Home Tour: Newport

Making a Gilded Age home family-friendly is at the heart of a first-floor redesign


One of the most prolific architects of the Gilded Age, George Champlin Mason Sr. is responsible for a good number of Newport’s legendary jaw-dropping homes, which offer a snapshot of not just the Ocean State’s architectural history, but American history. Some of his best known properties include the Eisenhower House at Fort Adams State Park, the home that eight decades after its construction in 1873 would be used as the summer White House of President Dwight D. Eisenhower, and Chepstow, built in 1860 and today, one of the famed Newport Mansions. These, and the majority of Mason’s designs, embrace the Italianate or Italian villa style for which the architect is best known.

The Beeches, however, was built to be the summertime escape of New York City-based sugar merchant Moses Lazarus and his prolific family, including daughter Emma who penned the sonnet, “The New Colossus,” inscribed at the base of the Statue of Liberty. Considered contemporary when it was constructed (circa 1870), the manse is a Second Empire French or mansard, a Victorian style defined by a square roof with four sloping sides; dormer windows allow light and air to the top floor.

Similarly, today’s residents of The Beeches make the home – which boasts 9,000 square-feet of living space – a seasonal retreat; a gathering place for the multi-generational family who split their time between Palm Beach, Providence, and the City by the Sea. The owners turned to Ally Maloney Winzer of Maloney Interiors in Newport to fashion the six-bedroom, seven-bath home in their taste and style while also maintaining its architectural integrity, keeping its intricate moldings, paneling, trim, and other details front and center. “From the onset of the project, I knew that it was important to keep those elements intact,” says Maloney Winzer. “While we painted much of the woodwork in order to brighten the interior, we did not demolish or replace any of those original details.”

While Maloney Winzer concedes a tony Bellevue Avenue address suggests an intrinsically formal aesthetic, she was also determined to make The Beeches approachable – and practical. Though fine textiles dress the windows and were used on some of the upholstery pieces, the designer ensured the selected furnishings were comfortable and family friendly.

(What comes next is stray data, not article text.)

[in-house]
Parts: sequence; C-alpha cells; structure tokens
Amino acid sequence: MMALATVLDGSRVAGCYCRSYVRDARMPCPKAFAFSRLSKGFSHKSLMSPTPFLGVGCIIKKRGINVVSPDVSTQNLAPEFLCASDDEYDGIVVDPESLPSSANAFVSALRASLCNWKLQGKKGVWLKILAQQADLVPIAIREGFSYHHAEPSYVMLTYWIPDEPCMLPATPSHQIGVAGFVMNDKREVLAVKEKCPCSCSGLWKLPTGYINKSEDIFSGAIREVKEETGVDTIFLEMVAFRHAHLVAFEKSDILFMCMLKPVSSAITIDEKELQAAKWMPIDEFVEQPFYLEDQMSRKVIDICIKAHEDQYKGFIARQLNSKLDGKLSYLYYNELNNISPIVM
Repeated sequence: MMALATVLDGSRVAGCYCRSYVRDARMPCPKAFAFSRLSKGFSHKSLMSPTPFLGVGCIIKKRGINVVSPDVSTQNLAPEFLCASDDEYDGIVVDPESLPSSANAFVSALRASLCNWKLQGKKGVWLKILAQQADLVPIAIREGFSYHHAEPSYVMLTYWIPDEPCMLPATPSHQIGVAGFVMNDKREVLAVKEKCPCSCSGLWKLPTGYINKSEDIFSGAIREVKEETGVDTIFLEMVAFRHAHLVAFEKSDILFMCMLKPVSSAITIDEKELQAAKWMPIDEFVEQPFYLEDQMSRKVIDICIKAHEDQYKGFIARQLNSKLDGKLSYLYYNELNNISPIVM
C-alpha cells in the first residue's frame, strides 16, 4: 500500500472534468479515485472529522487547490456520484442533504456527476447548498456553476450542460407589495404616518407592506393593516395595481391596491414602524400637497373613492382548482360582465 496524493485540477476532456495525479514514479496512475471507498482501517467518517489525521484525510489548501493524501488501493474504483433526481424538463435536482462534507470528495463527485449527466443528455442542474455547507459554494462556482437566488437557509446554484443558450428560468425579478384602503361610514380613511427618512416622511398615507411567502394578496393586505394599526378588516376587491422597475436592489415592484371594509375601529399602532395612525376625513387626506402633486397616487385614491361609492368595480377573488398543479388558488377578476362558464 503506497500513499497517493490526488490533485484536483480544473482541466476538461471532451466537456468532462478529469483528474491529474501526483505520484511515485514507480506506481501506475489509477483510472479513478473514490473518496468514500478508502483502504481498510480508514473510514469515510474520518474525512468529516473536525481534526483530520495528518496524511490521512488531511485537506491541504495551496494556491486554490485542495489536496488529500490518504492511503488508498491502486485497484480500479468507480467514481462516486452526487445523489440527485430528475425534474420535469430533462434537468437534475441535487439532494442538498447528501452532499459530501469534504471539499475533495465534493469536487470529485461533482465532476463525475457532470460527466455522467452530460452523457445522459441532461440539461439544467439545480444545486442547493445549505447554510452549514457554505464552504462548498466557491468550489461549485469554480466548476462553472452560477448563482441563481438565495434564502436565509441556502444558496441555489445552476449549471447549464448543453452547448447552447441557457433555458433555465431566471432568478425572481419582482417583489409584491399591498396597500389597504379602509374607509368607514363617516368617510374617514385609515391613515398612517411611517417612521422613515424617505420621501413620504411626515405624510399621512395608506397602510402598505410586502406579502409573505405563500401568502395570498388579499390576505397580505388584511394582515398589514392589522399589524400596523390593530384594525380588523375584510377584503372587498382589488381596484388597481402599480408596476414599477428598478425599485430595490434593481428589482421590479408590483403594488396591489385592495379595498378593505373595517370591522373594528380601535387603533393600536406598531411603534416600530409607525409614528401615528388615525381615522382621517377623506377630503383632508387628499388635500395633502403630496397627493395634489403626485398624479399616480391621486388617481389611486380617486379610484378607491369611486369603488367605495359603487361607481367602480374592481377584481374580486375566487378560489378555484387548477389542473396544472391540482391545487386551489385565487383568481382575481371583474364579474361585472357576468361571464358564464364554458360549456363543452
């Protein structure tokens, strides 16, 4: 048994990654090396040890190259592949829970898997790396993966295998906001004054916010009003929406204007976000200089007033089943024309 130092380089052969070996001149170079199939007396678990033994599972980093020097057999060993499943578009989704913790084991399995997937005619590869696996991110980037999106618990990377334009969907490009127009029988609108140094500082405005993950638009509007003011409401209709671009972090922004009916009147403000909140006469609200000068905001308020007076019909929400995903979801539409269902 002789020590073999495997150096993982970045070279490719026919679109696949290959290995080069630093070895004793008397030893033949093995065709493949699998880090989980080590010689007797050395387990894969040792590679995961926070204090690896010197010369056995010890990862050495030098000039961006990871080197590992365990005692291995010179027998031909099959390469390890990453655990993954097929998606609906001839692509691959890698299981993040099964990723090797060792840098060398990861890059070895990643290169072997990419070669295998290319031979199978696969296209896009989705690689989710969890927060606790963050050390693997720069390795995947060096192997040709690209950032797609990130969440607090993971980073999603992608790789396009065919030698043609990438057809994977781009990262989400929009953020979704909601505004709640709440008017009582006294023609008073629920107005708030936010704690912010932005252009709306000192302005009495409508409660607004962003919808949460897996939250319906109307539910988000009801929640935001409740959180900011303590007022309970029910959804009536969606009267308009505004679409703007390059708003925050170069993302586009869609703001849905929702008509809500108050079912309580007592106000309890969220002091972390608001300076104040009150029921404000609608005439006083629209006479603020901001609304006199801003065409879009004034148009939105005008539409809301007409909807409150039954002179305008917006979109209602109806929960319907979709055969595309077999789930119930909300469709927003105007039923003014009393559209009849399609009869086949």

“I wanted the home to feel summery, fresh, bright, light, and airy,” she says. But light and airy doesn’t translate to boring: a zebra-print carpet runs the entire length of the stairwell. In the living room, a nearly wall-to-wall cheetah-print rug lends a chic and edgy pop to the space, punctuated by vibrant local artwork, textured wall coverings, and accessories. The upholstered furniture was done in shades of cream, beige, and light blue with color introduced via a selection of fine art pieces that were placed in the living room and study. “Newport has such a rich history – art, architecture, and maritime history,” says Maloney Winzer. “It’s a fun, laid-back place to live. I love to create beautiful spaces that inspire my clients.”


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Local Accents

Maloney Winzer, whose interior design shop is located at 78 Thames Street, Newport, cites the following among her favorite small businesses: Gingy’s Boutique, Newport Sweet Shop, Newport Wine Cellar & Gourmet, and Sheldon Fine Art – where she sourced many pieces for this project.


Beyond Blue

“I love coastal style, but I also love to create unique spaces so that my client’s home stands out from the rest,” says Maloney Winzer, who adds that nautical style doesn’t have to mean blue and white.


Summer Vibes

Used primarily as a summer home, Maloney Winzer wanted to infuse a fresh, light, and airy tone. “I was also working with a home with historical significance, so it was very important to me that the design embrace and respect the existing architectural details,” she notes.



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